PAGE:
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Unholy Ghost
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The recipient of a Carter Center fellowship for mental health journalism, Casey has compiled a widely varied collection in which authors reckon with their personal experience of depression the "unholy ghost" to which poet Jane Kenyon famously referred. Well-known writers such as Donald Hall and Ann Beattie rub shoulders with talented newcomers like Maud Casey and Joshua Wolf Shenk in pieces that alternate between startling eloquence and the kind of vague, self-indulgent writing that turns some readers away from memoirs. Lee Stringer concludes her contribution with the revelation that "perhaps what we call depression isn't really a disorder at all, but an alarm of sorts, alerting us that something is undoubtedly wrong," while Lesley Dormen resorts to cliches ("My heart pumped dread"). Among the most engaging essays are Rose Styron's response to husband William Styron's Darkness Visible, in which she writes about comic moments that her husband, in the throes of depression, was too blue to appreciate. Responding to spouse Chase Twichell's essay, novelist Russell Banks writes that he has "learned to feel for my wife and to avoid feeling with her." As a whole, the collection is a valuable contribution to the field of depression studies, and will lend some insight and cheer to those struggling with this little-understood condition. (Mar.) Copyright 2001 Cahners Business Information.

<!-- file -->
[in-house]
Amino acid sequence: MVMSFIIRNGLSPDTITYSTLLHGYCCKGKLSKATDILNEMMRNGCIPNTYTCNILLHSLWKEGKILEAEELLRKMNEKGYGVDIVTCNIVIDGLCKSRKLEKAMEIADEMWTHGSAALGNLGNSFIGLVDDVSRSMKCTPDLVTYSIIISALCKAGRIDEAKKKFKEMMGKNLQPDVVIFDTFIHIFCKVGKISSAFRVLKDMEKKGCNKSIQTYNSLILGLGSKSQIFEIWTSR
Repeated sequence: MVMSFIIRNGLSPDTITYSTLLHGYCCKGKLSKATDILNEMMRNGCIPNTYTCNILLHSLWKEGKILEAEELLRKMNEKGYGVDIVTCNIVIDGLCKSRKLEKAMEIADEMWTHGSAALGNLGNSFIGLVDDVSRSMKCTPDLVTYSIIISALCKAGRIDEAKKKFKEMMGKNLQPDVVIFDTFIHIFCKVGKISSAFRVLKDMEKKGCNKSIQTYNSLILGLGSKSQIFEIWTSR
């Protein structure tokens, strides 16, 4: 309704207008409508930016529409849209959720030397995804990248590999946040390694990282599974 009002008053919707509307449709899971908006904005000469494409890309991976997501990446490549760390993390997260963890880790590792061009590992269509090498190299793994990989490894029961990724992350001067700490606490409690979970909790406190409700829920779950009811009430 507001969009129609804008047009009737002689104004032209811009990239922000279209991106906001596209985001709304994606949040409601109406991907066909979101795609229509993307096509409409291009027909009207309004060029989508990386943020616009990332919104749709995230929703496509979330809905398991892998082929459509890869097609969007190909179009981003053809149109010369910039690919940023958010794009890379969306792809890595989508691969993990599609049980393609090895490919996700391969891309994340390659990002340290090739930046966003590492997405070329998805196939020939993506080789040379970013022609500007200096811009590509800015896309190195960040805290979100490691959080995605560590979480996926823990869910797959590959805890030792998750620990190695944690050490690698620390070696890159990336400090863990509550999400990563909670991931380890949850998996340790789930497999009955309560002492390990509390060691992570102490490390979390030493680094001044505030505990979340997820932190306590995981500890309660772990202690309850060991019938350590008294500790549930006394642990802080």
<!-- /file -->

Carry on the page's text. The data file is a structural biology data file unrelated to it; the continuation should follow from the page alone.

This anthology will never earn a spot in library "Fast Fun Reads" displays, but given the number of people who suffer from depression and those who live with or love them, it probably deserves a place on most library shelves. Editor Casey has pulled together 22 contemporary pieces, some previously published, from different voices and perspectives, all trying to understand this devastating but elusive illness. The names you would expect are here: William Styron, Jane Kenyon, Susannah Kaysen, and Larry McMurtry, among others, with an introduction by Kay Redfield Jamison. Of particular interest are the companion pieces: Donald Hall's take on his wife, Jane Kenyon; Rose Styron on her husband; Russell Banks on his wife, Chase Twitchell; and editor Casey on her sister Maud. The dual perspective of experienced and witnessed depression is enlightening and at times frightening. Perhaps this volume should come with a warning label, for surely reading about depression can be depressing. The best of these pieces, though, like Kenyon's poems and William Styron's excerpt, overcome that pitfall with the power of their art. Recommended for public libraries. Mary Paumier Jones, Westminster P.L., CO Copyright 2001 Cahners Business Information.

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